Simon Arora was chief executive for 19 years, but stood down last year. Should shareholders be worried about a loss of direction?
My impression from today's results is that current CEO Alex Russo seems a fairly safe pair of hands. He's an experienced retail executive and worked with Simon Arora for two years as CFO, prior to taking charge.
In some ways, I'm more concerned about the prospect of Bobby Arora stepping down. He's not a board member, but is the group's trading director. In other words, he's ultimately responsible for all purchasing and supply chain management.
B&M's stock is a clever mix of everyday groceries and household products, mixed with seasonal ranges that change regularly.
I think it's fair to say that Bobby Arora's ability to choose, source, and stock the right items at the right time – and the right price – has played a big role in B&M's growth. I'd hope that he's built up a team that can take over this role, but I still see a degree of key person risk here.
Outlook: CEO Russo expects to report like-for-like sales growth from existing stores in FY24.
New store openings are expected to continue, with plans for c.30 new B&M UK stores, c.10 B&M France stores and c.20 Heron Food stores.
Further special dividends may be possible:
"in the absence of acquisitions opportunities for batches of stores, we will look to return excess cash to shareholders at the appropriate time"
In the first 9 weeks of FY24, B&M UK LFL sales have run at 8.3%.
Full-year adjusted EBITDA is expected to be ahead of FY23 levels.
Broker forecasts ahead of today's results suggested a further 5% fall in adjusted earnings this year, to 35.1p per share. That puts B&M on a forecast P/E of 14, with a prospective yield of 4%.
My view: B&M's performance last year seems acceptable to me in the circumstances. I think the group's profitability and cash generation are impressive. I can see continued growth potential for the business in the UK and France.
An estimated run-rate of c.£350m for free cash flow would give the shares a free cash flow yield of c.7%. This looks potentially attractive to me, as does the stock's ordinary dividend yield of c.4%.
I think it's reasonable to assume that FY24 will be a low point for B&M (assuming that FY23 wasn't the low point). For me, the shares could be worth considering at current levels.
"Guidance for the full year remains unchanged"
FTSE 250 firm Bodycote is an industrial heat treatment specialist. Its services improve the strength and corrosion resistance of metal parts such as aircraft landing gear and engine components.
Key market sectors include aerospace, defence and automotive manufacturers.
Today's update covers the first four months of 2023.
I looked at Bodycote in an in-depth piece for Stockopedia in early November 2022 and concluded that the shares look potentially attractive. The stock has risen since then, so I'm interested to see if trading so far this year supports a continued positive view.
Trading highlights: revenue rose by 22.1% to £281m during the four-month period, but this figure was boosted by currency effects and energy price surcharges applied to customer invoices.
Excluding these factors, the company says that revenue growth at constant currency was +9.5%. Still a respectable performance.
Energy surcharges are said to have declined steadily, in line with broader energy price trends.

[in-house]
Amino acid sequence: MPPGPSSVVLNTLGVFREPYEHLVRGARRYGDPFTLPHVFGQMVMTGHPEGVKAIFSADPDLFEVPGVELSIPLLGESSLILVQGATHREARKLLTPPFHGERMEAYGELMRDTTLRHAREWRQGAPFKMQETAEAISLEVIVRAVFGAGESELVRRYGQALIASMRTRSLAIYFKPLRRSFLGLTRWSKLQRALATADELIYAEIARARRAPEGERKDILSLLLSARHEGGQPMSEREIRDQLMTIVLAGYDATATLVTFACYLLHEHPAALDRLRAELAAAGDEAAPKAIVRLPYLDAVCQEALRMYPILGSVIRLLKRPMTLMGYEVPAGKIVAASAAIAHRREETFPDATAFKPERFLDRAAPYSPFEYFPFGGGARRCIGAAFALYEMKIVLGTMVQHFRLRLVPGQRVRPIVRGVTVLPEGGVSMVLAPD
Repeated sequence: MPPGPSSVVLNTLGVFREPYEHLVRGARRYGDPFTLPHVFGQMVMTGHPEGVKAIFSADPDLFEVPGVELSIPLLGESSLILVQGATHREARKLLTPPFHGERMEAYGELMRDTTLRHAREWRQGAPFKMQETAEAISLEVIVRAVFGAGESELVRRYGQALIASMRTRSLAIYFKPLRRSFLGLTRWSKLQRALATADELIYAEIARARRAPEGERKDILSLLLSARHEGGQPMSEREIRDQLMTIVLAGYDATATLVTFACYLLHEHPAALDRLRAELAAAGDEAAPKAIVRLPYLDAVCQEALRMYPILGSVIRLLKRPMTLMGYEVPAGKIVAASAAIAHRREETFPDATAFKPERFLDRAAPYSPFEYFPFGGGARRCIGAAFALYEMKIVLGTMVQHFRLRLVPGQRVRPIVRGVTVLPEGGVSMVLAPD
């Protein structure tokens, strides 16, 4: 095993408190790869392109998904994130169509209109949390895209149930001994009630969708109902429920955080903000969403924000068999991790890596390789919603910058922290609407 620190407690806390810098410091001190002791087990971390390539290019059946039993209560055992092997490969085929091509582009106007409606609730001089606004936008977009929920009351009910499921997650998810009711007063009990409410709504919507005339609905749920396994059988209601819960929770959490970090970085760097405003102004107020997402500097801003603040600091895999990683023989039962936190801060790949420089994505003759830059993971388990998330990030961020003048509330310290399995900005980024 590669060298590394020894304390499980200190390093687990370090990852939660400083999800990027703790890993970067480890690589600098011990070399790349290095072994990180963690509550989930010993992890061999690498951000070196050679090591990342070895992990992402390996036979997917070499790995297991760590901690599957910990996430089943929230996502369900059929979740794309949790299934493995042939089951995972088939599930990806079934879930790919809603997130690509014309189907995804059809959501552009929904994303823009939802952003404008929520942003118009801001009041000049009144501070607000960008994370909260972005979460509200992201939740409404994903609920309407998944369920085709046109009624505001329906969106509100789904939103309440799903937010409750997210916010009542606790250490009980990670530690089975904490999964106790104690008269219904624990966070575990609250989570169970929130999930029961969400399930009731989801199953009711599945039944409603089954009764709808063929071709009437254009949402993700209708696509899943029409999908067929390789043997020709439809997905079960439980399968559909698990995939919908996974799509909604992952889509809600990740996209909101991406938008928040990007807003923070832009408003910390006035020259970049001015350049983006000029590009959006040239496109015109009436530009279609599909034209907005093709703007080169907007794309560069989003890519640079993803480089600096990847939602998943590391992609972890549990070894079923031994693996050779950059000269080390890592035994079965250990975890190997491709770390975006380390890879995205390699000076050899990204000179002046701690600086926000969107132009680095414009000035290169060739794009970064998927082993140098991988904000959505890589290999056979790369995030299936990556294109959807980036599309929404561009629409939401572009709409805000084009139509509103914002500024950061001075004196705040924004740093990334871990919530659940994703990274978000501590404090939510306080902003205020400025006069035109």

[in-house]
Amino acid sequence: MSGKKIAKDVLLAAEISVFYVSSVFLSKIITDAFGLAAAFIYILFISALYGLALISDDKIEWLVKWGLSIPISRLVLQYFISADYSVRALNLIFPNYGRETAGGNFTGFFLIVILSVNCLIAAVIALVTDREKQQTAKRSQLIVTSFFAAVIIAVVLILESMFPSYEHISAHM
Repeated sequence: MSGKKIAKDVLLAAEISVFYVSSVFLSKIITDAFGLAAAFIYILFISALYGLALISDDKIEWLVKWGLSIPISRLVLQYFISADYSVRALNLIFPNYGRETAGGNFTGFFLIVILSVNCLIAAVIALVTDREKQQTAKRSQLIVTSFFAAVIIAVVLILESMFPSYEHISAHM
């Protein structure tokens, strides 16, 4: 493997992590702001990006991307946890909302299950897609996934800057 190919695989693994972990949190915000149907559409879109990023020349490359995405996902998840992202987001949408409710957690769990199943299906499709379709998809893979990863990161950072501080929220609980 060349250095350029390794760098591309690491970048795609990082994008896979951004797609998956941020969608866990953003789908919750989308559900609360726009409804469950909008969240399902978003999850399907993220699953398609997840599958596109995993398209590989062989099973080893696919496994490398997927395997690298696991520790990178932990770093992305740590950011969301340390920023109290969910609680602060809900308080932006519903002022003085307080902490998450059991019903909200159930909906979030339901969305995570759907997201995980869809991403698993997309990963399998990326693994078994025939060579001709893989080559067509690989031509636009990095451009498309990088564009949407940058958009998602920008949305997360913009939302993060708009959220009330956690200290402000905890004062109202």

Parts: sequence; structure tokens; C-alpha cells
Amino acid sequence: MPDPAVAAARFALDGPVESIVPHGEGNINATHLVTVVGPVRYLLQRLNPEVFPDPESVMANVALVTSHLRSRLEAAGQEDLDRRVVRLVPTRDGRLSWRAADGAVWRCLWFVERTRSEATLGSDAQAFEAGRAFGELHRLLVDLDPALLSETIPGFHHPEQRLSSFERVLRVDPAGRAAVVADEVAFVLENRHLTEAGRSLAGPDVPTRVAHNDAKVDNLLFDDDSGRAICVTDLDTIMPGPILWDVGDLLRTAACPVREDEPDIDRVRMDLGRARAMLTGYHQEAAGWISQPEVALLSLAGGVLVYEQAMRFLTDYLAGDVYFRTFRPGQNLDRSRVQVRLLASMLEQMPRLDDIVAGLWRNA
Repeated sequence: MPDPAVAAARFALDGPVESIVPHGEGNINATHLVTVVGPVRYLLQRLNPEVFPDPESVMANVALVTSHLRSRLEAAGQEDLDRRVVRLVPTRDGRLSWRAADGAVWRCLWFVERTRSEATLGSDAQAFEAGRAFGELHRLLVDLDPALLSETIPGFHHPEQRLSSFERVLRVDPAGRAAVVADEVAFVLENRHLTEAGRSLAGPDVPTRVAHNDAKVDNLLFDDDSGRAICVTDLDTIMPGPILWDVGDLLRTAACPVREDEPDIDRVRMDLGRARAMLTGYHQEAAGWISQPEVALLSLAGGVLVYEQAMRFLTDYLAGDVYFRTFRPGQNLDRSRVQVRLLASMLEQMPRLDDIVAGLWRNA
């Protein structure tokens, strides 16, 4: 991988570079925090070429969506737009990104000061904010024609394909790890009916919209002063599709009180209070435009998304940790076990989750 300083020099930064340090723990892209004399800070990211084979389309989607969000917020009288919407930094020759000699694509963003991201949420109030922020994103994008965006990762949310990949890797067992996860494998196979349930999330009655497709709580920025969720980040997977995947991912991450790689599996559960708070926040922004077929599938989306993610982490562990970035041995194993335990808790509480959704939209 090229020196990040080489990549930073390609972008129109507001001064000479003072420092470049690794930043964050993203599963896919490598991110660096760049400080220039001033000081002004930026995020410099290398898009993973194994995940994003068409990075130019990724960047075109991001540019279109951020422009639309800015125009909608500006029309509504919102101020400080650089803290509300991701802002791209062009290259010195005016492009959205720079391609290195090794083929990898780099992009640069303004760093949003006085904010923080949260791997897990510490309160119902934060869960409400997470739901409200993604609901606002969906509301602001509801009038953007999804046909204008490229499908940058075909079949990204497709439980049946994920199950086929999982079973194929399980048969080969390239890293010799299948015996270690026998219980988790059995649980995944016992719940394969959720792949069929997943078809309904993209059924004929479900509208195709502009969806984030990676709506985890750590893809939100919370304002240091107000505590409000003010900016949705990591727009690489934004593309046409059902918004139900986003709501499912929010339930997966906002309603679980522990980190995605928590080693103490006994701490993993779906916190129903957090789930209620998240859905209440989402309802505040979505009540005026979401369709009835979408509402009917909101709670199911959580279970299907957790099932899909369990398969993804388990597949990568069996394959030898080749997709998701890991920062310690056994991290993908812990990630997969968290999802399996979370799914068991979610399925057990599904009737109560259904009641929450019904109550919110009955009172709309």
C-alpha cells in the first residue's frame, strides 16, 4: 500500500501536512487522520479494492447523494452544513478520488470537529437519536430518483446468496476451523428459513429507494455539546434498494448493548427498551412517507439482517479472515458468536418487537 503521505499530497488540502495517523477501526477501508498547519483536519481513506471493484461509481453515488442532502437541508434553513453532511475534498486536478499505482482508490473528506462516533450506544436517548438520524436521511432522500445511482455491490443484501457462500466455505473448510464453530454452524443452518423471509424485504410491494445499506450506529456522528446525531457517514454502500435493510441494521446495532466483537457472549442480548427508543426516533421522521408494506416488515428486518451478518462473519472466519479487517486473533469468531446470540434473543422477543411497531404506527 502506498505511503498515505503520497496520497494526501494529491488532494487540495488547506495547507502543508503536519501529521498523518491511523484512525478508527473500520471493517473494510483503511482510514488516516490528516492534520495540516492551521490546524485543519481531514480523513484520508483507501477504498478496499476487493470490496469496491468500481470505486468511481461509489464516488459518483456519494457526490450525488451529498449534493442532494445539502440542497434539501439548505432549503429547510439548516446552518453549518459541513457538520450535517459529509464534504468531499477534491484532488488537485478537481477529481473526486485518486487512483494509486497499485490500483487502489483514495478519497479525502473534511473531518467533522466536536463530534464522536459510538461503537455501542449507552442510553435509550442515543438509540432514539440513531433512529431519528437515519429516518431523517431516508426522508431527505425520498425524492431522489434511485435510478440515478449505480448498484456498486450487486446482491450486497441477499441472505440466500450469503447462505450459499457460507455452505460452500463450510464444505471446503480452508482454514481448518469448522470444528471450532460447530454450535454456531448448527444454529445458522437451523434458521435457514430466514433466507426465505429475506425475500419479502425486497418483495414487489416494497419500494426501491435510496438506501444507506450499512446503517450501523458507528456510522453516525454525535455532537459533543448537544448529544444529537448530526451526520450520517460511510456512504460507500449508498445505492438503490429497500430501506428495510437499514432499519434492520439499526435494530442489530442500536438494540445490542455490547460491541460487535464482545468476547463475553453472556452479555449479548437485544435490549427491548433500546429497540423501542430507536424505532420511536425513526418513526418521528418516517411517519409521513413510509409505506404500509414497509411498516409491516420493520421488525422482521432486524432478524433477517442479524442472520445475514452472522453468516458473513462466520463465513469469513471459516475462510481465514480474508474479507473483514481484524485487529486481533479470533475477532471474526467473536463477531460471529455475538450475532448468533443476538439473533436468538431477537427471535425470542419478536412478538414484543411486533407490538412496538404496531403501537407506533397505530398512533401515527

"Guidance for the full year remains unchanged."
Trading performance was positive across all key market sectors, but some potential risks were noted:
- Aerospace & Defence (revenue +9.4% exc. surcharges): growth led by civil aerospace (revenue +11% exc. surcharges) as OEM customers ramp up build rates to clear the backlog of aircraft orders. But supply chain risks remain a challenge for "several of our customers"
- Automotive (revenue +8.8% exc. surcharges): stronger performance against a weak comparative last year. Supply chain issues have largely cleared but the outlook remains "sensitive to the macro environment and consumer spending"
- General industrial (revenue +9.9% exc. surcharges): slower growth in some sectors offset by "very strong growth in Oil & Gas during Q1 driven by specific project related activity". Also "good demand" from medical markets.
Outlook: management remain confident of full-year guidance but recognise "near-term macroeconomic uncertainties". The company continues to expect volumes to grow ahead of its underlying markets, suggesting market share gains.
Profit margins are expected to improve as cost surcharges moderate.
Looking further ahead, "the Board remains confident in the Group's prospects for continued profitable growth".
Broker forecasts for 2023 suggests adjusted earnings could rise by 6% to 45.3p per share this year. That would put the stock on a forecast P/E of 14, with a 3.4% dividend yield covered twice by earnings.
CEO change: Bodycote's long-serving chief executive, Stephen Harris, has decided to retire next year. Harris has been in the role since 2009.
The decision to retire seems logical enough, but I'm always conscious that successful CEOs tend to have good timing. Is this as good as it's going to get, for a while?
My view: Bodycote is essentially an outsourcer. By serving multiple customers, its facilities can run at high levels of scale and utilisation compared to manufacturers' in-house facilities.
This aspect of the business is key to understanding the growth opportunity – management believe that more of this work will be outsourced in the future.
Today's trading statements reads pretty much as I would expect. The business has started the year well, but there's not yet sufficient confidence to justify upgraded guidance.